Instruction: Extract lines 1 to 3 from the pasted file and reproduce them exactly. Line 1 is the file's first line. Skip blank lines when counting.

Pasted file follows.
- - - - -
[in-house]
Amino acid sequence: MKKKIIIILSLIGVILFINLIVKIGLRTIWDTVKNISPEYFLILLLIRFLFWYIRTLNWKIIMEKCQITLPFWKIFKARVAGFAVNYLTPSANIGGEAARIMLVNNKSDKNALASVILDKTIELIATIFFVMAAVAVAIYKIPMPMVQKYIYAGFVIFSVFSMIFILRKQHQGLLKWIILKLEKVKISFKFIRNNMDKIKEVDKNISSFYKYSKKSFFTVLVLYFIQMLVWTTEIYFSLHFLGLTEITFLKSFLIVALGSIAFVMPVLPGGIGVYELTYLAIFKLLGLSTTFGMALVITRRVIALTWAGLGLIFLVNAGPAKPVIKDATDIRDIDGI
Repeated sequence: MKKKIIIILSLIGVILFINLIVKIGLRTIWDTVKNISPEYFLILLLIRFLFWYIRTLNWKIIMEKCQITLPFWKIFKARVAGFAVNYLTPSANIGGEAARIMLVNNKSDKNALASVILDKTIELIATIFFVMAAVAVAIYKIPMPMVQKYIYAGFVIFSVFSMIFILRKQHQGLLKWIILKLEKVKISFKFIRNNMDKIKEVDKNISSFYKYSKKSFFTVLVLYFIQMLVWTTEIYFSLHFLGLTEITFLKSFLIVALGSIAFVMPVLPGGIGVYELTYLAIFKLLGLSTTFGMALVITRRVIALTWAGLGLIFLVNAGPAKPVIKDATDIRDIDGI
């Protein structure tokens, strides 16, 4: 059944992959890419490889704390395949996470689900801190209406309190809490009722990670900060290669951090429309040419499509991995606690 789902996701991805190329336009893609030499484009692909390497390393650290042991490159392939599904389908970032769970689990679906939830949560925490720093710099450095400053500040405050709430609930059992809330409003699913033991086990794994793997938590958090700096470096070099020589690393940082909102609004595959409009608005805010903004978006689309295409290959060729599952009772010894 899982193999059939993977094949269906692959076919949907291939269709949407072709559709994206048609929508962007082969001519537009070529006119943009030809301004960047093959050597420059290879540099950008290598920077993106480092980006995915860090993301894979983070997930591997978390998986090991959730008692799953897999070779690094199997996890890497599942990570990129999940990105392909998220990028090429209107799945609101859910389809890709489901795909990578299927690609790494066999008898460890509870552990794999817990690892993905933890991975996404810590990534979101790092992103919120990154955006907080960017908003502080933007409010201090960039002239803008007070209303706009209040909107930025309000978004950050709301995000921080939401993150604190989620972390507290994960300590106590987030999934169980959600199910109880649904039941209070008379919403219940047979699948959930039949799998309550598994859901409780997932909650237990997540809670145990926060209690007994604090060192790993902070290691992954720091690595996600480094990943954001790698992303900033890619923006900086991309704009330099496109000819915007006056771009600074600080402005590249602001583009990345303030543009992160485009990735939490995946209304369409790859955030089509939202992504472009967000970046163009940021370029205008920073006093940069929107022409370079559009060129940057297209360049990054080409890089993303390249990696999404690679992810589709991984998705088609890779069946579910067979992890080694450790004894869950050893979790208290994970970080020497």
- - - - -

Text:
[in-house]
Amino acid sequence: MKKKIIIILSLIGVILFINLIVKIGLRTIWDTVKNISPEYFLILLLIRFLFWYIRTLNWKIIMEKCQITLPFWKIFKARVAGFAVNYLTPSANIGGEAARIMLVNNKSDKNALASVILDKTIELIATIFFVMAAVAVAIYKIPMPMVQKYIYAGFVIFSVFSMIFILRKQHQGLLKWIILKLEKVKISFKFIRNNMDKIKEVDKNISSFYKYSKKSFFTVLVLYFIQMLVWTTEIYFSLHFLGLTEITFLKSFLIVALGSIAFVMPVLPGGIGVYELTYLAIFKLLGLSTTFGMALVITRRVIALTWAGLGLIFLVNAGPAKPVIKDATDIRDIDGI
Repeated sequence: MKKKIIIILSLIGVILFINLIVKIGLRTIWDTVKNISPEYFLILLLIRFLFWYIRTLNWKIIMEKCQITLPFWKIFKARVAGFAVNYLTPSANIGGEAARIMLVNNKSDKNALASVILDKTIELIATIFFVMAAVAVAIYKIPMPMVQKYIYAGFVIFSVFSMIFILRKQHQGLLKWIILKLEKVKISFKFIRNNMDKIKEVDKNISSFYKYSKKSFFTVLVLYFIQMLVWTTEIYFSLHFLGLTEITFLKSFLIVALGSIAFVMPVLPGGIGVYELTYLAIFKLLGLSTTFGMALVITRRVIALTWAGLGLIFLVNAGPAKPVIKDATDIRDIDGI